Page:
(Beyond Pesticides, March 9, 2018) Milk from 100% grass-fed cows has higher levels of beneficial fatty acids than conventional and even organic milk, according to a study published by an international team of scientists in the journal Food Science and Nutrition. The research follows up on data published in 2013, which compared only conventional and organic milk, finding organic milk contained 62 percent more omega-3 fatty acids and 25 percent fewer omega-6s. “Grassmilk farmers have long been telling us that they believed the nutrition of this milk was higher than that of the milk they were producing when they were still feeding grain,” said Logan Peterman, agricultural research and analytics manager at Organic Valley to Wisconsin Public Radio. “We kind of set about to test that question and really make sure that the signal was there, that we could be certain of it, that we were following the correct methods and also that it was sort of refereed by an outside party.”
The study compared the composition of several fatty acids within the three types of milk tested (conventional, organic, and grass-fed). Of primary concern was the ratio of omega-6 to omega 3 fatty acids. Although omega-6s are not necessarily bad fats, high amounts or unbalanced ratios of omega-6 to omega-3s has been linked to a range of health problems, from cardiovascular disease, to cancer and other illnesses. High consumption of omega-3s, on the other hand, is linked to reduced risks of a number of diseases, including diabetes, high blood pressure, high cholesterol, cancer, and many other chronic disorders. The diet of early humans maintained a ratio of 1, but modern Western food production, with its focus on processed and hydrogenated fats, has raised that ratio to an average of 15.
Looking at over 1,600 milk samples over a 3-year span, results found ratios of omega-6 to omega-3 to be .95 for 100% grassfed milk, 2.28 for organic milk, and 5.77 in conventional milk.
While organic milk producers are required to graze their heard for at least 120 days during the growing season, only 30% of their diet is required to come from grass eaten when pastured, with grains intake permitted. The grass-fed milk in the study was defined as requiring 60% of a cowâ€™s diet from pasture feeding, with nongrazing portion coming from forage-based feeds such as clover, grass hay, or alfalfa; grain and silage are not permitted. Conventional dairies have no such requirement, and are often fed silage from genetically engineered grains, which are not allowed in either grass-fed or organic dairy operations.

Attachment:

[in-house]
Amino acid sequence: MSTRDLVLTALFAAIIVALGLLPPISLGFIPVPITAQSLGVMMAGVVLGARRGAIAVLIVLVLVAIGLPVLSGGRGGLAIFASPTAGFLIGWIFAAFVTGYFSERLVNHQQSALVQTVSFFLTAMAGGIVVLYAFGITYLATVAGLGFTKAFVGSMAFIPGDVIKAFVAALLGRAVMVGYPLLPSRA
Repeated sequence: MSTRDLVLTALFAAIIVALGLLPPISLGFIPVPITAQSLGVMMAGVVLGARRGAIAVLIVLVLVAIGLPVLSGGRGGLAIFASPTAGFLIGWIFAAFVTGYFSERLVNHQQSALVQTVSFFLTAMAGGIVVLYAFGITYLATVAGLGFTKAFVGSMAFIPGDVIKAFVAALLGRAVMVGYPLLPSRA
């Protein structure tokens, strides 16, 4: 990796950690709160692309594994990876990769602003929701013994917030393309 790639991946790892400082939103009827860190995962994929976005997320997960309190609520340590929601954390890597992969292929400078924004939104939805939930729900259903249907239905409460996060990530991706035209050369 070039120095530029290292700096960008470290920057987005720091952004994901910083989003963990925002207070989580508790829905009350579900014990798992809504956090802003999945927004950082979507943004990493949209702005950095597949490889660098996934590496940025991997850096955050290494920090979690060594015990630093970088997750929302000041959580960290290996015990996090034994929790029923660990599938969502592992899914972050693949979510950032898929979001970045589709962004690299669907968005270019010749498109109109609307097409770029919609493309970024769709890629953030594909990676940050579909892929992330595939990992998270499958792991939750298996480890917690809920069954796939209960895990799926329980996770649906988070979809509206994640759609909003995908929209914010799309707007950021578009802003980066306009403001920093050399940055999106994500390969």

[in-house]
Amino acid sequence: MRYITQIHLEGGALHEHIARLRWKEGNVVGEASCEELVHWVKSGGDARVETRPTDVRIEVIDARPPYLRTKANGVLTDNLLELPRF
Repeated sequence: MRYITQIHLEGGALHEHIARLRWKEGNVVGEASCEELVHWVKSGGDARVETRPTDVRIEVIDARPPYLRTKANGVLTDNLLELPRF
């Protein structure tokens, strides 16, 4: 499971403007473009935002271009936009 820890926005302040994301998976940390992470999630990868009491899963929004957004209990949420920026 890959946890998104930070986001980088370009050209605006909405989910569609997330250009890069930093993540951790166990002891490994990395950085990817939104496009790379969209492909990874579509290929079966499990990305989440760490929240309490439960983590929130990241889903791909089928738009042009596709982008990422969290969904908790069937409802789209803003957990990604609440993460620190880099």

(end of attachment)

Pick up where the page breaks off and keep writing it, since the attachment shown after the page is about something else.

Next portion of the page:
The research also found that, given limited fatty acids in the typical Western diet, switching to grass-fed milk could decrease an individualâ€™s omega-6 to omega-3 intake ratio by as much as 8 points and potentially decrease the risk of certain diseases. Although the researchers acknowledge the benefits of fish and shellfish as a major source of beneficial fatty acids, past studies show the majority of Americans do not consume enough or any oily fish. Moreover, grass fed milk can supply certain omega-3s that fish oils cannot, and vice versa, indicating that an all of the above strategy may be best.
Co-author of the study Bradley Heins, PhD, of the University of Minnesota points to the potential for organic dairies to receive an additional cost premium for switching to 100% grass feed. â€śWith growing demand for organic dairy products, producers may be able to expand their profitability and market share by converting to grass-based pasture and forage-feeding,â€ť he said to ExpressUK.
While grass-fed and organic milk may cost a bit more, it can be said that consumers purchasing these products are simply paying the â€śtrue costâ€ť it takes to produce this food. The price of conventional milk does not account for the health costs one may pay down the road by missing out on essential nutrients. Nor does it include the environmental pollution caused by confined animal feed operations (factory farms), or adequately consider the well-being of animals producing this food.
Studies consistently back up claims that organic food is more nutrient dense than conventional products. A study published in 2016 by a team of European researchers found organic milk and meat contained 50% more omega-3 fatty acids, as well as slightly higher concentrations of iron, vitamin E and some carotenoids.
It is worth noting that the organic industry has a problem when it comes to the issue of milk production and factory farms. Aerial photographs taken by the Cornucopia Institute in 2014 showed cows in cramped conditions with no access to pasture as required under organic law. These and other issues contributed toÂ an impassioned statement on threats to organic integrity by retiring National Organic Standards Board member Francis Thicke late last year. See also a new technique being developed to verify grass-fed claims.
The good news is that new tools are coming to the market that should allow consumers peace of mind that the cows that produced their milk were grazed on grass, and identify rule-breaking dairies.
For more information about the benefits of organic production, see Beyond Pesticides Why Organic webpage.
All unattributed positions and opinions in this piece are those of Beyond Pesticides.